רש"י שמות פרק טו
זה אלי - בכבודו נגלה עליהם והיו מראין אותו באצבע, ראתה שפחה על הים מה שלא ראו נביאים:
In His glory he appeared to them and they pointed at Him with a finger. A maidservant saw that which eluded the prophets. Rashi Shmot 15:2

This is what eluded both Yishayahu and Yechezkel, the element that distinguished the revelation which the generation of the Exodus witnessed from any other.

מכילתא בשלח - מסכתא דשירה פרשה ג
'זה אלי', ר' אליעזר אומר "מנין אתה אומר שראתה שפחה על הים מה שלא ראו ישעיה ויחזקאל..."
'This is my God': Rabbi Eliezer said, 'How do you know that which the maid[12] saw was superior to Yishayahu and Yechezkel?…" Mechilta B'shalach Mesechta Shira Parsha 3

Leaving Egypt is a continuum, an ongoing revelation of different faces and facets of God: might, justice, compassion. Each plague revealed more, and finally, at the Sea the people saw the might of God. They witnessed the fulfillment of the covenant between God and Avraham - not only their own liberation and the judgment and punishment of the Egyptians, but the realization of the ultimate goal of their entire history. They saw the conquest of the Land of Israel:

שמות פרק טו, טו-יח
אָז נִבְהֲלוּ אַלּוּפֵי אֱדוֹם אֵילֵי מוֹאָב יֹאחֲזֵמוֹ רָעַד נָמֹגוּ כֹּל יֹשְׁבֵי כְנָעַן: תִּפֹּל עֲלֵיהֶם אֵימָתָה וָפַחַד בִּגְדֹל זְרוֹעֲךָ יִדְּמוּ כָּאָבֶן עַד יַעֲבֹר עַמְּךָ ה’ עַד יַעֲבֹר עַם זוּ קָנִיתָ: תְּבִאֵמוֹ וְתִטָּעֵמוֹ בְּהַר נַחֲלָתְךָ מָכוֹן לְשִׁבְתְּךָ פָּעַלְתָּ ה’ מִקְּדָשׁ אֲדֹנָי כּוֹנְנוּ יָדֶיךָ: ה’ יִמְלֹךְ לְעֹלָם וָעֶד:
Then the chiefs of Edom shall be amazed; the mighty men of Moav, trembling shall take hold upon them; all the inhabitants of Canaan shall melt away. Fear and dread shall fall upon them; by the greatness of your arm they shall be as still as a stone; 'til your people pass over, O God, 'til the people pass over, whom You have created. You shall bring them in, and plant them in the mountain of your inheritance, in the place, O God, which you have made for you to dwell in, in the Sanctuary, O God, which your hands have established. God shall reign for all eternity. Shmot 15:15-18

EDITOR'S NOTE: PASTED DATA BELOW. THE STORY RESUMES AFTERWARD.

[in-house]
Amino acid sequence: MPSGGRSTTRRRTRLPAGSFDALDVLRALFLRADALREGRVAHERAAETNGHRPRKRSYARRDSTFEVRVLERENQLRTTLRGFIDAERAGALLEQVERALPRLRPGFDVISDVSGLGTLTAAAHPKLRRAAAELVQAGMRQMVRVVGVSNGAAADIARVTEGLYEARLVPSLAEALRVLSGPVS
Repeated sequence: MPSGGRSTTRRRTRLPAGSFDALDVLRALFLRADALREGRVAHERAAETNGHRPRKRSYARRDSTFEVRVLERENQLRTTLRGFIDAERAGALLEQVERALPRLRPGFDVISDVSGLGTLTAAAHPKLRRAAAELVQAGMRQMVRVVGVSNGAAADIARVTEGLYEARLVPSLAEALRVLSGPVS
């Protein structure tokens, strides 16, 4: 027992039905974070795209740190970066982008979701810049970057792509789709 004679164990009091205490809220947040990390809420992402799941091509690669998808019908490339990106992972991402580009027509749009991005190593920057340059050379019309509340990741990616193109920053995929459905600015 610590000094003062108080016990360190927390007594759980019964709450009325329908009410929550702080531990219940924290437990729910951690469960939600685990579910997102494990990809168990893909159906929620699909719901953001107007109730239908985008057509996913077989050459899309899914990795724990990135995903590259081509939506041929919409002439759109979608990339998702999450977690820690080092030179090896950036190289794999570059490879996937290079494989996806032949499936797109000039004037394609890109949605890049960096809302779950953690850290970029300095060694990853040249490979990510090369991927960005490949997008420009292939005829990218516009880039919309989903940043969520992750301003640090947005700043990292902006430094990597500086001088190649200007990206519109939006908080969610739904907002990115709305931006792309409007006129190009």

The vision they see as the sea splits open takes them to the future. They see themselves in the Land ofIsrael, free and independent; they see the Temple built in its glory. They see the dominion of God as absolute. Yet they lack one very important element: the Word of God, the vehicle through which the world would be transformed. They must travel to Sinai and receive the Torah, to encounter another aspect of God they have yet to experience: the intellectual challenge of Judaism, the content of the Revelation at Sinai. Once that is accomplished, once the Jews are fortified with Torah, even if they stray from the path, they have the ability to right their course by redoubling their efforts and rededicating themselves to the acceptance of Torah. This is the lesson of the Haftarah: The glorious vision of Yishayahu is tempered by the reality of a King of Israel who has strayed. But the final section of theHaftarah contains a promise of rebirth,[13] a message of hope, a vision of the rejuvenation of the Davidic line and the final, glorious chapter of Jewish history, when God’s throne will be complete and all the prophesies fulfilled.

ישעיהו פרק ט, ה-ו
כִּי יֶלֶד יֻלַּד לָנוּ בֵּן נִתַּן לָנוּ וַתְּהִי הַמִּשְׂרָה עַל שִׁכְמוֹ וַיִּקְרָא שְׁמוֹ פֶּלֶא יוֹעֵץ אֵל גִּבּוֹר אֲבִיעַד שַׂר שָׁלוֹם: לְמַרְבֵּה הַמִּשְׂרָה וּלְשָׁלוֹם אֵין קֵץ עַל כִּסֵּא דָוִד וְעַל מַמְלַכְתּוֹ לְהָכִין אֹתָהּ וּלְסַעֲדָהּ בְּמִשְׁפָּט וּבִצְדָקָה מֵעַתָּה וְעַד עוֹלָם קִנְאַת ה’ צְבָאוֹת תַּעֲשֶׂה זֹּאת: